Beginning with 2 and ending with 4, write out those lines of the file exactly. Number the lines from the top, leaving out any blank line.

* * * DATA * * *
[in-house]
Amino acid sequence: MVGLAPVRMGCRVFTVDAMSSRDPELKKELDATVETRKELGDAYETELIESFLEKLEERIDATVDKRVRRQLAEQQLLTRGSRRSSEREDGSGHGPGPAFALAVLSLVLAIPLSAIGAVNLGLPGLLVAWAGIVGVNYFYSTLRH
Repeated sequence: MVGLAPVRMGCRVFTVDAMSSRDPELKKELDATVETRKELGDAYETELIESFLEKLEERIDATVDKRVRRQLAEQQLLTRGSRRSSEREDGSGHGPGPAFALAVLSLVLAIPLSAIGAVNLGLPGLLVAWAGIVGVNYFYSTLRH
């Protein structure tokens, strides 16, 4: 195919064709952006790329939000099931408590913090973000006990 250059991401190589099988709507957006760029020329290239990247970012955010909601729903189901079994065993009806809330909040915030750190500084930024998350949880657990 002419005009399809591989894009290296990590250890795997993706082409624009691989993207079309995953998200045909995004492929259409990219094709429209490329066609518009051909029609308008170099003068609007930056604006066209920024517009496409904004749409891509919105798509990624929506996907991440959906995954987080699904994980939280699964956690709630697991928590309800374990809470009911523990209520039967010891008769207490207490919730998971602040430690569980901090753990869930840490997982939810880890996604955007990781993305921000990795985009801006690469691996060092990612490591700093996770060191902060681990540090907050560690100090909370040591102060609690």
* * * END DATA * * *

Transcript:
Amino acid sequence: MVGLAPVRMGCRVFTVDAMSSRDPELKKELDATVETRKELGDAYETELIESFLEKLEERIDATVDKRVRRQLAEQQLLTRGSRRSSEREDGSGHGPGPAFALAVLSLVLAIPLSAIGAVNLGLPGLLVAWAGIVGVNYFYSTLRH
Repeated sequence: MVGLAPVRMGCRVFTVDAMSSRDPELKKELDATVETRKELGDAYETELIESFLEKLEERIDATVDKRVRRQLAEQQLLTRGSRRSSEREDGSGHGPGPAFALAVLSLVLAIPLSAIGAVNLGLPGLLVAWAGIVGVNYFYSTLRH
């Protein structure tokens, strides 16, 4: 195919064709952006790329939000099931408590913090973000006990 250059991401190589099988709507957006760029020329290239990247970012955010909601729903189901079994065993009806809330909040915030750190500084930024998350949880657990 002419005009399809591989894009290296990590250890795997993706082409624009691989993207079309995953998200045909995004492929259409990219094709429209490329066609518009051909029609308008170099003068609007930056604006066209920024517009496409904004749409891509919105798509990624929506996907991440959906995954987080699904994980939280699964956690709630697991928590309800374990809470009911523990209520039967010891008769207490207490919730998971602040430690569980901090753990869930840490997982939810880890996604955007990781993305921000990795985009801006690469691996060092990612490591700093996770060191902060681990540090907050560690100090909370040591102060609690």